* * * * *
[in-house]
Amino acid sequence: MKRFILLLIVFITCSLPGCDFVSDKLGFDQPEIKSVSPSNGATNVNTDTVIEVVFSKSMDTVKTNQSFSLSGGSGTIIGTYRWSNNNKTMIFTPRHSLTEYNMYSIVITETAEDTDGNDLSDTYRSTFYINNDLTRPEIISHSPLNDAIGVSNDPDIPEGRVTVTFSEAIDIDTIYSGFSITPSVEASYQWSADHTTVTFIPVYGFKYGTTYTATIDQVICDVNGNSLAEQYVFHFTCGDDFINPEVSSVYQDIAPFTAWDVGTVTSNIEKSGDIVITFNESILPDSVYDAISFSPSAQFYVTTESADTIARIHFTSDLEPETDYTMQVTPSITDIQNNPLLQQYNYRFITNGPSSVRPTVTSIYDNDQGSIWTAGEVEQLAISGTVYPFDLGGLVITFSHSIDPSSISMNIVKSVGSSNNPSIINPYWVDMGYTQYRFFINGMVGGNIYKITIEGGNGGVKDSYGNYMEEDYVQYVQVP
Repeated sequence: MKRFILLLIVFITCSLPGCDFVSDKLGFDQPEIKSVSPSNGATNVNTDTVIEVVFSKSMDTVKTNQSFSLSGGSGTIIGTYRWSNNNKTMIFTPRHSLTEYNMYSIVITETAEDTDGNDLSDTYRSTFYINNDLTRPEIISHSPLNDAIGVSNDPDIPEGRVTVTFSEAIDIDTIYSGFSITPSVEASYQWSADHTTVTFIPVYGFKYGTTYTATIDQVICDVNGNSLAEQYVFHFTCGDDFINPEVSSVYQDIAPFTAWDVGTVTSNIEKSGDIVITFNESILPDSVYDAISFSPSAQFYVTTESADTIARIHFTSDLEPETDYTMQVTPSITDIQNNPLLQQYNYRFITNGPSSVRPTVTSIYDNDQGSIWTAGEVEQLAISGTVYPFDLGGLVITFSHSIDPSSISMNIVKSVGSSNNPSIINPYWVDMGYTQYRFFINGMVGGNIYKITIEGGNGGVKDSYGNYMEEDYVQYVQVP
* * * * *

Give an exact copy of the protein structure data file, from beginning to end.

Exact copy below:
[in-house]
Amino acid sequence: MKRFILLLIVFITCSLPGCDFVSDKLGFDQPEIKSVSPSNGATNVNTDTVIEVVFSKSMDTVKTNQSFSLSGGSGTIIGTYRWSNNNKTMIFTPRHSLTEYNMYSIVITETAEDTDGNDLSDTYRSTFYINNDLTRPEIISHSPLNDAIGVSNDPDIPEGRVTVTFSEAIDIDTIYSGFSITPSVEASYQWSADHTTVTFIPVYGFKYGTTYTATIDQVICDVNGNSLAEQYVFHFTCGDDFINPEVSSVYQDIAPFTAWDVGTVTSNIEKSGDIVITFNESILPDSVYDAISFSPSAQFYVTTESADTIARIHFTSDLEPETDYTMQVTPSITDIQNNPLLQQYNYRFITNGPSSVRPTVTSIYDNDQGSIWTAGEVEQLAISGTVYPFDLGGLVITFSHSIDPSSISMNIVKSVGSSNNPSIINPYWVDMGYTQYRFFINGMVGGNIYKITIEGGNGGVKDSYGNYMEEDYVQYVQVP
Repeated sequence: MKRFILLLIVFITCSLPGCDFVSDKLGFDQPEIKSVSPSNGATNVNTDTVIEVVFSKSMDTVKTNQSFSLSGGSGTIIGTYRWSNNNKTMIFTPRHSLTEYNMYSIVITETAEDTDGNDLSDTYRSTFYINNDLTRPEIISHSPLNDAIGVSNDPDIPEGRVTVTFSEAIDIDTIYSGFSITPSVEASYQWSADHTTVTFIPVYGFKYGTTYTATIDQVICDVNGNSLAEQYVFHFTCGDDFINPEVSSVYQDIAPFTAWDVGTVTSNIEKSGDIVITFNESILPDSVYDAISFSPSAQFYVTTESADTIARIHFTSDLEPETDYTMQVTPSITDIQNNPLLQQYNYRFITNGPSSVRPTVTSIYDNDQGSIWTAGEVEQLAISGTVYPFDLGGLVITFSHSIDPSSISMNIVKSVGSSNNPSIINPYWVDMGYTQYRFFINGMVGGNIYKITIEGGNGGVKDSYGNYMEEDYVQYVQVP